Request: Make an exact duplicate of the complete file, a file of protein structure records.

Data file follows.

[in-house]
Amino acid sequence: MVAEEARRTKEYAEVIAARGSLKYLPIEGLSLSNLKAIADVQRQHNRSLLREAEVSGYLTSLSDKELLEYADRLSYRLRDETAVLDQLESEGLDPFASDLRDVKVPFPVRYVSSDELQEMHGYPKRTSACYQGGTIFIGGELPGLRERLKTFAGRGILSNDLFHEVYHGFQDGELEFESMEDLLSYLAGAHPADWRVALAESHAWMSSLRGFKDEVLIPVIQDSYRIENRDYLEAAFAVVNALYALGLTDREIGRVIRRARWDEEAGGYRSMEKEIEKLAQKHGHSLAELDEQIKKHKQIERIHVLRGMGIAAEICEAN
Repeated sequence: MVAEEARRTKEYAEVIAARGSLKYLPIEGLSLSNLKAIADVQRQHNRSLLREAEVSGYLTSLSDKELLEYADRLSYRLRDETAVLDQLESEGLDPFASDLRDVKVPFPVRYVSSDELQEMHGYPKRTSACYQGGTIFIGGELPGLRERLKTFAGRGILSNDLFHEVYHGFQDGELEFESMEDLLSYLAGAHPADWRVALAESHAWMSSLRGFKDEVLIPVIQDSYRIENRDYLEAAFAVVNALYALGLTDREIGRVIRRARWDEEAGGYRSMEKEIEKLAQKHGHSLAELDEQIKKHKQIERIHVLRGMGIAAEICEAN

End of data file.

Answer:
[in-house]
Amino acid sequence: MVAEEARRTKEYAEVIAARGSLKYLPIEGLSLSNLKAIADVQRQHNRSLLREAEVSGYLTSLSDKELLEYADRLSYRLRDETAVLDQLESEGLDPFASDLRDVKVPFPVRYVSSDELQEMHGYPKRTSACYQGGTIFIGGELPGLRERLKTFAGRGILSNDLFHEVYHGFQDGELEFESMEDLLSYLAGAHPADWRVALAESHAWMSSLRGFKDEVLIPVIQDSYRIENRDYLEAAFAVVNALYALGLTDREIGRVIRRARWDEEAGGYRSMEKEIEKLAQKHGHSLAELDEQIKKHKQIERIHVLRGMGIAAEICEAN
Repeated sequence: MVAEEARRTKEYAEVIAARGSLKYLPIEGLSLSNLKAIADVQRQHNRSLLREAEVSGYLTSLSDKELLEYADRLSYRLRDETAVLDQLESEGLDPFASDLRDVKVPFPVRYVSSDELQEMHGYPKRTSACYQGGTIFIGGELPGLRERLKTFAGRGILSNDLFHEVYHGFQDGELEFESMEDLLSYLAGAHPADWRVALAESHAWMSSLRGFKDEVLIPVIQDSYRIENRDYLEAAFAVVNALYALGLTDREIGRVIRRARWDEEAGGYRSMEKEIEKLAQKHGHSLAELDEQIKKHKQIERIHVLRGMGIAAEICEAN